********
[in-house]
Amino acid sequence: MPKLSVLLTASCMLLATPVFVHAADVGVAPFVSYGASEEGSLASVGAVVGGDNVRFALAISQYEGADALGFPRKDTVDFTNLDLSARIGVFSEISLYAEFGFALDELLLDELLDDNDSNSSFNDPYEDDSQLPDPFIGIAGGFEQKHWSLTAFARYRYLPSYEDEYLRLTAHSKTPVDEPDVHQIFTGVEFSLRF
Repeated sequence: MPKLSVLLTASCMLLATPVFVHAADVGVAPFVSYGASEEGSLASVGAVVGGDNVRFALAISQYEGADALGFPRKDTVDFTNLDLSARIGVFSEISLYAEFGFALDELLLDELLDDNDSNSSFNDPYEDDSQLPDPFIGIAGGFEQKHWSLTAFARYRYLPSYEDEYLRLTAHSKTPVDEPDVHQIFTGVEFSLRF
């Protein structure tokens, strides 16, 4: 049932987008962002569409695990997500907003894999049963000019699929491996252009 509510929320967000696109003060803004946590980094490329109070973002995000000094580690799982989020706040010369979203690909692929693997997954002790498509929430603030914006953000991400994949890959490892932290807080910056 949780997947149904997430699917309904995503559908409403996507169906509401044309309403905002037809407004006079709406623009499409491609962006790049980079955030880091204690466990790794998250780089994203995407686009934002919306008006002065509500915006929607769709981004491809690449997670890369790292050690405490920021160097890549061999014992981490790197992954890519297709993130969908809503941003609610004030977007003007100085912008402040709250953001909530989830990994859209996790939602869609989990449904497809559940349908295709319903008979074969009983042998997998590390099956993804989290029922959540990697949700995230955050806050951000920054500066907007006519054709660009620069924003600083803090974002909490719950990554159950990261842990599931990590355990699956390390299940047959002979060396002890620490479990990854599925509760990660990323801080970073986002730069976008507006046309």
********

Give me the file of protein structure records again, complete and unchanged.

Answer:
[in-house]
Amino acid sequence: MPKLSVLLTASCMLLATPVFVHAADVGVAPFVSYGASEEGSLASVGAVVGGDNVRFALAISQYEGADALGFPRKDTVDFTNLDLSARIGVFSEISLYAEFGFALDELLLDELLDDNDSNSSFNDPYEDDSQLPDPFIGIAGGFEQKHWSLTAFARYRYLPSYEDEYLRLTAHSKTPVDEPDVHQIFTGVEFSLRF
Repeated sequence: MPKLSVLLTASCMLLATPVFVHAADVGVAPFVSYGASEEGSLASVGAVVGGDNVRFALAISQYEGADALGFPRKDTVDFTNLDLSARIGVFSEISLYAEFGFALDELLLDELLDDNDSNSSFNDPYEDDSQLPDPFIGIAGGFEQKHWSLTAFARYRYLPSYEDEYLRLTAHSKTPVDEPDVHQIFTGVEFSLRF
């Protein structure tokens, strides 16, 4: 049932987008962002569409695990997500907003894999049963000019699929491996252009 509510929320967000696109003060803004946590980094490329109070973002995000000094580690799982989020706040010369979203690909692929693997997954002790498509929430603030914006953000991400994949890959490892932290807080910056 949780997947149904997430699917309904995503559908409403996507169906509401044309309403905002037809407004006079709406623009499409491609962006790049980079955030880091204690466990790794998250780089994203995407686009934002919306008006002065509500915006929607769709981004491809690449997670890369790292050690405490920021160097890549061999014992981490790197992954890519297709993130969908809503941003609610004030977007003007100085912008402040709250953001909530989830990994859209996790939602869609989990449904497809559940349908295709319903008979074969009983042998997998590390099956993804989290029922959540990697949700995230955050806050951000920054500066907007006519054709660009620069924003600083803090974002909490719950990554159950990261842990599931990590355990699956390390299940047959002979060396002890620490479990990854599925509760990660990323801080970073986002730069976008507006046309």